Hindenburg fallout: Market regulator Sebi is investigating whether the Adani Group violated related-party transaction rules while dealing with at least three offshore entities linked to chairman Gautam Adani’s brother Vinod Adani.
“Remarkable achievement”: India exported defence equipment worth ₹15,920 crore ($1.9 billion)—an all-time high—in the year ended March 2023, up from ₹12,814 crore in the previous year.
Quality control: Netflix is restructuring its film unit to make fewer but better movies, a change that will lead to a few layoffs, reports Bloomberg.
Tit for tat?: China is investigating American semiconductor manufacturing company Micron citing potential “security risks caused by hidden product problems” in its chips.
Content moderation: WhatsApp banned a record 4.5 million-plus accounts in India in February in compliance with the new IT Rules 2021, while Twitter also blocked 682,420 accounts promoting child sexual exploitation and non-consensual nudity in India between January 26 and February 25.
Indo-Pacific relations: India and Japan are collaborating to put Sri Lanka’s economy back on a sustainable growth trajectory, according to a report by a Sri Lankan think tank, Pathfinder.
Milking it: Indian dairy giant Amul’s revenue grew by 18.5% in the year ended March 2023 to ₹55,055 crore ($6.7 billion).
THE DAILY DIGIT
The value of the 9,861.17 bitcoins sold by the US government on March 14. The lot is part of a 50,000 bitcoin-tranche seized by the US after the arrest of James Zhong, who stole the coins from the dark web marketplace Silk Road. (Coindesk)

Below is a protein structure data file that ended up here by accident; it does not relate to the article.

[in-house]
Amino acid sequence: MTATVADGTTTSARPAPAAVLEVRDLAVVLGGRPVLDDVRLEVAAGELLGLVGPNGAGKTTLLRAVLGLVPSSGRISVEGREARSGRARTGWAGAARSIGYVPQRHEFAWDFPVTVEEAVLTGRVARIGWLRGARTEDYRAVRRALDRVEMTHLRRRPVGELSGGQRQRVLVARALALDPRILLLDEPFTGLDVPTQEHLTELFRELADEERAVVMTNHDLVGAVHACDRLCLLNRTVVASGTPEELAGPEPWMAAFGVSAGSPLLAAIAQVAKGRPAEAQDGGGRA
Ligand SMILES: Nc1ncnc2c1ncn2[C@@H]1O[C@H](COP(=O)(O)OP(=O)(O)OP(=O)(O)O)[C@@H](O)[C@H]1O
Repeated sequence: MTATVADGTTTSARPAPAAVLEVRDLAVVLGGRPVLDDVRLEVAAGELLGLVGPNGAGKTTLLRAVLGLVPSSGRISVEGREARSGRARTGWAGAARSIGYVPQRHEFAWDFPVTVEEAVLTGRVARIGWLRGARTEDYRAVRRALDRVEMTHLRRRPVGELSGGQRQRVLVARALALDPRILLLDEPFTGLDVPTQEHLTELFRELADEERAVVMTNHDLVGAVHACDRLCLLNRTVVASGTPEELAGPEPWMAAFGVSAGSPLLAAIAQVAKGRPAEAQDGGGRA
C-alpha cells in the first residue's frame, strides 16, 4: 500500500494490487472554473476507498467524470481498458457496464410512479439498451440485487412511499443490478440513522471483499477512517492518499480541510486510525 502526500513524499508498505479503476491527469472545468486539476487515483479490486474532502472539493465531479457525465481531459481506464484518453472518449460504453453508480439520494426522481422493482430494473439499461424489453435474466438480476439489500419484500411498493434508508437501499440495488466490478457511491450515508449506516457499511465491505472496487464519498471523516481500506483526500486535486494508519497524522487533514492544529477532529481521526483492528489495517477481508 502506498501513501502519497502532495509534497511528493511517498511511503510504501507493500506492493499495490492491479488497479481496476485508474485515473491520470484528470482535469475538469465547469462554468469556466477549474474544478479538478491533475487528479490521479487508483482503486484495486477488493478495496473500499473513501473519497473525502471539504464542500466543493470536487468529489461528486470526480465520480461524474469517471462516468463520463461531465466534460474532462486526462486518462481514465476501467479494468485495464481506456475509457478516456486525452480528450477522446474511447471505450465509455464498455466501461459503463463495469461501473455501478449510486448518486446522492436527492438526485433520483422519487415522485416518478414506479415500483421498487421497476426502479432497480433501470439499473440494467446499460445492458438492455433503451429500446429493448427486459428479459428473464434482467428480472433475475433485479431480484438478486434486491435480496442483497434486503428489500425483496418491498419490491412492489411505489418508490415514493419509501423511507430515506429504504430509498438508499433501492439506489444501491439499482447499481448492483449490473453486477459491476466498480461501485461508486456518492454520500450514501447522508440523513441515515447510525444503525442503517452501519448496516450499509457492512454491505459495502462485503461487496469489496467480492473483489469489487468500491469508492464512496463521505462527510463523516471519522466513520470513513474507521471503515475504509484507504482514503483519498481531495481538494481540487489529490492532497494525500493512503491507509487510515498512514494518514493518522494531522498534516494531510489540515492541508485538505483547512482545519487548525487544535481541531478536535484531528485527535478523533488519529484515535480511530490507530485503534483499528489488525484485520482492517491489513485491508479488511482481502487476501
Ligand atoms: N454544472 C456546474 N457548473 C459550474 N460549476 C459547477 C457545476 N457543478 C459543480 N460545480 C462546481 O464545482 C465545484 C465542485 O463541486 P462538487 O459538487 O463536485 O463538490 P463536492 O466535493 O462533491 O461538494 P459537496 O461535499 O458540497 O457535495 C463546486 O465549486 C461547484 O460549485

No kidding: April Fools' Day might be the longest-running joke. But nobody knows why it became a thing. Some historians think the genesis lies either in the ancient Roman festival of Hilaria, fake popes (yup), and even the Gregorian calendar. One of the references comes from a poem written by Flemish writer Eduard de Dene in 1561. Since then, April Fools' has been used as an excuse to execute the perfect prank. On a related note, here's a list of the best and cringe pranks for the year. Kerala Tourism's April Fool's prank, for one, got fact-checkers busy over the weekend.
Sweet spot: The humble sabudana khichdi may leave Indians divided, but tapioca pearls are having their moment in the US thanks to Taiwanese bubble tea. Initially restricted to the Asian community across the US, the chewy blobs are the US's top food import from Taiwan today. So much so that the drink has a cult following, aided by K-pop and South Korean stars. In fact, Sharetea, a bubble-tea business originally founded in Taiwan in 1992, has more outlets in the US today. Seven US cities have seen a 60% rise in boba tea shops between 2019 and 2022. Talk about cashing in on the hype train.
What downtime?: Working in your pyjamas comes with trade-offs. Working weekends have become a done deal as employees squeeze in date nights, kid's soccer games, and playtime with pets during the week. According to a study by software firm ActivTrak, people work for approximately 6.6 hours on average during the weekend. That's up 5% from 2021. Workers in the computer hardware industry work up to 11.5 hours on what should be 48-hour rest days. At this rate, the four-day work week seems like a dream.